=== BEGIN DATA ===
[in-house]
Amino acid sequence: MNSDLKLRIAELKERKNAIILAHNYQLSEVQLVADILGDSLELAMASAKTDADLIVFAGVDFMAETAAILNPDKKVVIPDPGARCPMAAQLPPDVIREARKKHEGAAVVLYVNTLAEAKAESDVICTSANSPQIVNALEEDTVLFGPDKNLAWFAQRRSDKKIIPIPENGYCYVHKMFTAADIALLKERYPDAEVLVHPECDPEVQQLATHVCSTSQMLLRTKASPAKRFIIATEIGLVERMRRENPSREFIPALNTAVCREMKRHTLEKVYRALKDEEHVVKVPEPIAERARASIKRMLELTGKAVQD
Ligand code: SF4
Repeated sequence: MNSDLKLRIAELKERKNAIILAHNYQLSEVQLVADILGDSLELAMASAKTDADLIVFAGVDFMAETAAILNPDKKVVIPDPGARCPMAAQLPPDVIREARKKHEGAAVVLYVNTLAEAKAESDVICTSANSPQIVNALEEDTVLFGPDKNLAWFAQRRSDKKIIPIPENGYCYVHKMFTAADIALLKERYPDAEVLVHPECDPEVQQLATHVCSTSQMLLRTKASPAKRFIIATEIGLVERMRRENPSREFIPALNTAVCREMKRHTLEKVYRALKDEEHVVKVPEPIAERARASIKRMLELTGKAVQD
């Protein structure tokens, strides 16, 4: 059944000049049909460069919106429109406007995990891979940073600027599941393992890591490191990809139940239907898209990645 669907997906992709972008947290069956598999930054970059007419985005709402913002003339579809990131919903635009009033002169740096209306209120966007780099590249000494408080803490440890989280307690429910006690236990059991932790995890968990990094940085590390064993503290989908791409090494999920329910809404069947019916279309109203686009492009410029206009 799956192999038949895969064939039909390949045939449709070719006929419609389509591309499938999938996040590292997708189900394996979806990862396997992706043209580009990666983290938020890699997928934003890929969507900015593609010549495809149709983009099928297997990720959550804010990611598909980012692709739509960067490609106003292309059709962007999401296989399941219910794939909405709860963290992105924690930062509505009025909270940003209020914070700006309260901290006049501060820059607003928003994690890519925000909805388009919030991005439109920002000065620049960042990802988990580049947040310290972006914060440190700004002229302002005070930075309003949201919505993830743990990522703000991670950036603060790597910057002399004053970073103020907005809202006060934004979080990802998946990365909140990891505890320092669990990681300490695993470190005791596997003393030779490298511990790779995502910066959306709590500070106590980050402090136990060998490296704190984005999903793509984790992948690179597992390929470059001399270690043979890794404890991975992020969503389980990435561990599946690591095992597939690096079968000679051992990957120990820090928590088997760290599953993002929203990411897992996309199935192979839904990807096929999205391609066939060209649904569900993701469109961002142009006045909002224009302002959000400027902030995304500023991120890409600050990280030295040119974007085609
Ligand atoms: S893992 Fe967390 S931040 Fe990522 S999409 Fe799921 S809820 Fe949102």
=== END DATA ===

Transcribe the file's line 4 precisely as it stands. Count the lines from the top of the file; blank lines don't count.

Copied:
Repeated sequence: MNSDLKLRIAELKERKNAIILAHNYQLSEVQLVADILGDSLELAMASAKTDADLIVFAGVDFMAETAAILNPDKKVVIPDPGARCPMAAQLPPDVIREARKKHEGAAVVLYVNTLAEAKAESDVICTSANSPQIVNALEEDTVLFGPDKNLAWFAQRRSDKKIIPIPENGYCYVHKMFTAADIALLKERYPDAEVLVHPECDPEVQQLATHVCSTSQMLLRTKASPAKRFIIATEIGLVERMRRENPSREFIPALNTAVCREMKRHTLEKVYRALKDEEHVVKVPEPIAERARASIKRMLELTGKAVQD